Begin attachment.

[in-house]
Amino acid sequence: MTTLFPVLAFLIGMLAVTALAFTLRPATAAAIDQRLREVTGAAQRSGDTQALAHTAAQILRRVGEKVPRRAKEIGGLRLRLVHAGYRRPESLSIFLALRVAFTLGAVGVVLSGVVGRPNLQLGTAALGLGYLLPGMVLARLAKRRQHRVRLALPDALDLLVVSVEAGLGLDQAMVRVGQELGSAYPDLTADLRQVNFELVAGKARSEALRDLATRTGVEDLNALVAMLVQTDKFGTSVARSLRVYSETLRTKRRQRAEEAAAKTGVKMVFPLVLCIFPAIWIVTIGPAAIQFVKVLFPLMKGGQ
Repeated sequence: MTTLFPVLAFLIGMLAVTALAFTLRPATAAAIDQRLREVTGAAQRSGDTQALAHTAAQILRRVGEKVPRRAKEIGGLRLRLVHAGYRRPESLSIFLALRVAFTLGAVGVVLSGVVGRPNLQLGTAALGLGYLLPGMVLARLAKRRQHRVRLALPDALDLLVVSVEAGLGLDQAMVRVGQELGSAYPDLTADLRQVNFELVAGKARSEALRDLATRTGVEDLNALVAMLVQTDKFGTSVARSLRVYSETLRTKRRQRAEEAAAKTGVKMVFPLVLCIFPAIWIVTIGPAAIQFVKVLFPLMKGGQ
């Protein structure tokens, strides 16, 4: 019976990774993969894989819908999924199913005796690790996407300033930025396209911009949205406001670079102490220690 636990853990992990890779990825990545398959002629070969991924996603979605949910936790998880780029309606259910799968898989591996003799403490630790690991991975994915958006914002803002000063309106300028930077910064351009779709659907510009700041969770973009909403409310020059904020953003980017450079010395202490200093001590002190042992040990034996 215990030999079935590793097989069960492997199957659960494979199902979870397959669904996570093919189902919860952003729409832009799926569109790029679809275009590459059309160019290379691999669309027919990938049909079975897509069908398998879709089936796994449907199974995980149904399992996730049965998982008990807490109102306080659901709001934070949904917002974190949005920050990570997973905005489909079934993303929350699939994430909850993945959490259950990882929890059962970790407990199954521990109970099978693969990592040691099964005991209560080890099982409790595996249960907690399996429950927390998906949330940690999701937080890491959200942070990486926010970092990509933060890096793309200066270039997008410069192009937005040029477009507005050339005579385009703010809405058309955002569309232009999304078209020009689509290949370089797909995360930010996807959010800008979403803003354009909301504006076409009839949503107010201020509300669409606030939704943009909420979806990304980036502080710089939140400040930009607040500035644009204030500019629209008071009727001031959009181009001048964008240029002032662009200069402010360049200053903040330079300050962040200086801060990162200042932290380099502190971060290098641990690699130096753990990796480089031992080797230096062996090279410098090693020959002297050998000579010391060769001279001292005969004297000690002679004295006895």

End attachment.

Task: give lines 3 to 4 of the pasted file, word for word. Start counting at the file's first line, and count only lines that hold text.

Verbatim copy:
Repeated sequence: MTTLFPVLAFLIGMLAVTALAFTLRPATAAAIDQRLREVTGAAQRSGDTQALAHTAAQILRRVGEKVPRRAKEIGGLRLRLVHAGYRRPESLSIFLALRVAFTLGAVGVVLSGVVGRPNLQLGTAALGLGYLLPGMVLARLAKRRQHRVRLALPDALDLLVVSVEAGLGLDQAMVRVGQELGSAYPDLTADLRQVNFELVAGKARSEALRDLATRTGVEDLNALVAMLVQTDKFGTSVARSLRVYSETLRTKRRQRAEEAAAKTGVKMVFPLVLCIFPAIWIVTIGPAAIQFVKVLFPLMKGGQ
């Protein structure tokens, strides 16, 4: 019976990774993969894989819908999924199913005796690790996407300033930025396209911009949205406001670079102490220690 636990853990992990890779990825990545398959002629070969991924996603979605949910936790998880780029309606259910799968898989591996003799403490630790690991991975994915958006914002803002000063309106300028930077910064351009779709659907510009700041969770973009909403409310020059904020953003980017450079010395202490200093001590002190042992040990034996 215990030999079935590793097989069960492997199957659960494979199902979870397959669904996570093919189902919860952003729409832009799926569109790029679809275009590459059309160019290379691999669309027919990938049909079975897509069908398998879709089936796994449907199974995980149904399992996730049965998982008990807490109102306080659901709001934070949904917002974190949005920050990570997973905005489909079934993303929350699939994430909850993945959490259950990882929890059962970790407990199954521990109970099978693969990592040691099964005991209560080890099982409790595996249960907690399996429950927390998906949330940690999701937080890491959200942070990486926010970092990509933060890096793309200066270039997008410069192009937005040029477009507005050339005579385009703010809405058309955002569309232009999304078209020009689509290949370089797909995360930010996807959010800008979403803003354009909301504006076409009839949503107010201020509300669409606030939704943009909420979806990304980036502080710089939140400040930009607040500035644009204030500019629209008071009727001031959009181009001048964008240029002032662009200069402010360049200053903040330079300050962040200086801060990162200042932290380099502190971060290098641990690699130096753990990796480089031992080797230096062996090279410098090693020959002297050998000579010391060769001279001292005969004297000690002679004295006895």